Client 9: The Rise and Fall of Eliot Spitzer: movie review

'Client 9: The Rise and Fall of Eliot Spitzer' takes aim at the former governor's enemies.

Nathaniel Brooks/Magnolia Pictures
Gov. Eliot Spitzer prepares to talk at a conference in Albany, N.Y., March 4, 2008. A week later, he told insiders of his involvement in a prostitution ring.

Alex Gibney's documentary about the sordid downfall of former New York Gov. Eliot Spitzer, who resigned in March 2008 after admitting he patronized an escort service, tries mightily to make the case that Spitzer was brought down by his political enemies – including Ken Langone, former head of the compensation board of the New York Stock Exchange, and "Hank" Greenberg, former head of AIG. (Both men, as well as Spitzer and many of the other players in this drama, are interviewed.)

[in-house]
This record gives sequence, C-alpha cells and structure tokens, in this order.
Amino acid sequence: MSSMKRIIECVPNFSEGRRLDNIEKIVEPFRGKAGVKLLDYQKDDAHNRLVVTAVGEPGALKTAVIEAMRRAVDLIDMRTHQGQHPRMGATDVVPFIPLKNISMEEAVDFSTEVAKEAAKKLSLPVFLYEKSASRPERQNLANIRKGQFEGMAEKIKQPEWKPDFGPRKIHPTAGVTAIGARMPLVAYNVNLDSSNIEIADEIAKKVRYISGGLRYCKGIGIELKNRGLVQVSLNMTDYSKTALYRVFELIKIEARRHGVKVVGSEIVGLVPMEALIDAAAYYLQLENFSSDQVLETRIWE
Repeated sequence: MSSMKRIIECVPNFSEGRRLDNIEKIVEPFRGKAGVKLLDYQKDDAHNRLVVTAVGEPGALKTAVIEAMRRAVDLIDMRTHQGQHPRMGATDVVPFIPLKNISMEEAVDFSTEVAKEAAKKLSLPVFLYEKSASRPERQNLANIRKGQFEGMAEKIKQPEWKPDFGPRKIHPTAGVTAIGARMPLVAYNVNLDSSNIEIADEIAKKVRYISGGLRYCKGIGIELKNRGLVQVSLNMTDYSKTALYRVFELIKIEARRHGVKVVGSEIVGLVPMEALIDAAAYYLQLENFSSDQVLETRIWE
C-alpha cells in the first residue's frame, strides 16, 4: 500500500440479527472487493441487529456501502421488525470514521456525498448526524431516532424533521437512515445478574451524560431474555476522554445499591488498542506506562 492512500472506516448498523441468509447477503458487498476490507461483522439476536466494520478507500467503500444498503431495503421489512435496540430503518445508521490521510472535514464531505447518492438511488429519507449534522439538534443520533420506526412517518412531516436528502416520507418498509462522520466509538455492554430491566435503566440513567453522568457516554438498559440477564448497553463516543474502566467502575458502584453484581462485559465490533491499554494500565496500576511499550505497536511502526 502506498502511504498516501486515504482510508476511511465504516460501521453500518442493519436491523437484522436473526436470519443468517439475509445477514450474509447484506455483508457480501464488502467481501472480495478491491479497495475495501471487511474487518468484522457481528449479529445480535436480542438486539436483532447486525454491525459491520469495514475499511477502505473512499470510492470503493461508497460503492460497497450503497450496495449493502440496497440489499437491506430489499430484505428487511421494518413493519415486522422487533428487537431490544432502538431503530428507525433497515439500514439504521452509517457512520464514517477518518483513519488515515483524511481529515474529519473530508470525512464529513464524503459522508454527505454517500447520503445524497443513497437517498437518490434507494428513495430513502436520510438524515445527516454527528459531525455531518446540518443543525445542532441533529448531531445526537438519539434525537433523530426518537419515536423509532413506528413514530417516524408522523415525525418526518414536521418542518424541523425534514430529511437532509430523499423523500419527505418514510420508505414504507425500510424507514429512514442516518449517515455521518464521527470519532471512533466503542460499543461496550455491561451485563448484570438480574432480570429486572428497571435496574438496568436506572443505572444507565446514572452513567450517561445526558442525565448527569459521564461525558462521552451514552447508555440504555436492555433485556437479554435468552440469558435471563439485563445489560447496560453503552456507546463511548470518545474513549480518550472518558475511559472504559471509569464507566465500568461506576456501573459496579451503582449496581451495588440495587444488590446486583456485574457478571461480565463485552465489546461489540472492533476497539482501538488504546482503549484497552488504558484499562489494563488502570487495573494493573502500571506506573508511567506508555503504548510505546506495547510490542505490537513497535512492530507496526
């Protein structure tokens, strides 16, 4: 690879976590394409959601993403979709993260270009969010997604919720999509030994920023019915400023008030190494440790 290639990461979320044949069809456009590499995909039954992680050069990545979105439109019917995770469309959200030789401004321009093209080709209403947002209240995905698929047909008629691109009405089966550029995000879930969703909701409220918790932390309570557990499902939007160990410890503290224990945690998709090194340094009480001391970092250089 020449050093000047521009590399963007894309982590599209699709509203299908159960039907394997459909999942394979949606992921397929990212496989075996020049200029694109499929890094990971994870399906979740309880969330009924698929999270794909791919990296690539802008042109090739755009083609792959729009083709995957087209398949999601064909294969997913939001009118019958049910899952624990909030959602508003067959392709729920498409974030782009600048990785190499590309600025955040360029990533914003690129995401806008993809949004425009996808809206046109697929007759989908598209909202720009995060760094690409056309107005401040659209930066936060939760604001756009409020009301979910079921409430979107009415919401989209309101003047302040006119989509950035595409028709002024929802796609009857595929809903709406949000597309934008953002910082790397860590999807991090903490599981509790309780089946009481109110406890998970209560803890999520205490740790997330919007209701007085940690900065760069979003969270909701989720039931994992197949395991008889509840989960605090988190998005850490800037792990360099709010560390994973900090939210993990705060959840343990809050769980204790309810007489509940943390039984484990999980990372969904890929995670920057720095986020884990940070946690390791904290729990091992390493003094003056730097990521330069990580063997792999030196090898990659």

Since Spitzer, especially as state attorney general, had mercilessly prosecuted Wall Street and insurance company corruption, Gibney's charge does not seem misplaced, even though he sometimes loses sight of the fact that Spitzer ultimately brought this all on himself.

Spitzer, in his on-camera interviews, certainly doesn't lose sight of it.

At the same time, his prescience about the imminent Wall Street meltdown, and the ensuing revelations about AIG, make you wonder if things might have turned out differently for the country if Spitzer had somehow stayed "sheriff of Wall Street."

After all, as Gibney demonstrates in "Client 9: The Rise and Fall of Eliot Spitzer," plenty of politicians – from Bill Clinton to Sen. David Vitter of Louisiana – remained in office amid similar revelations. Grade: B+ (Rated R for some sexual material, nudity, and language.)


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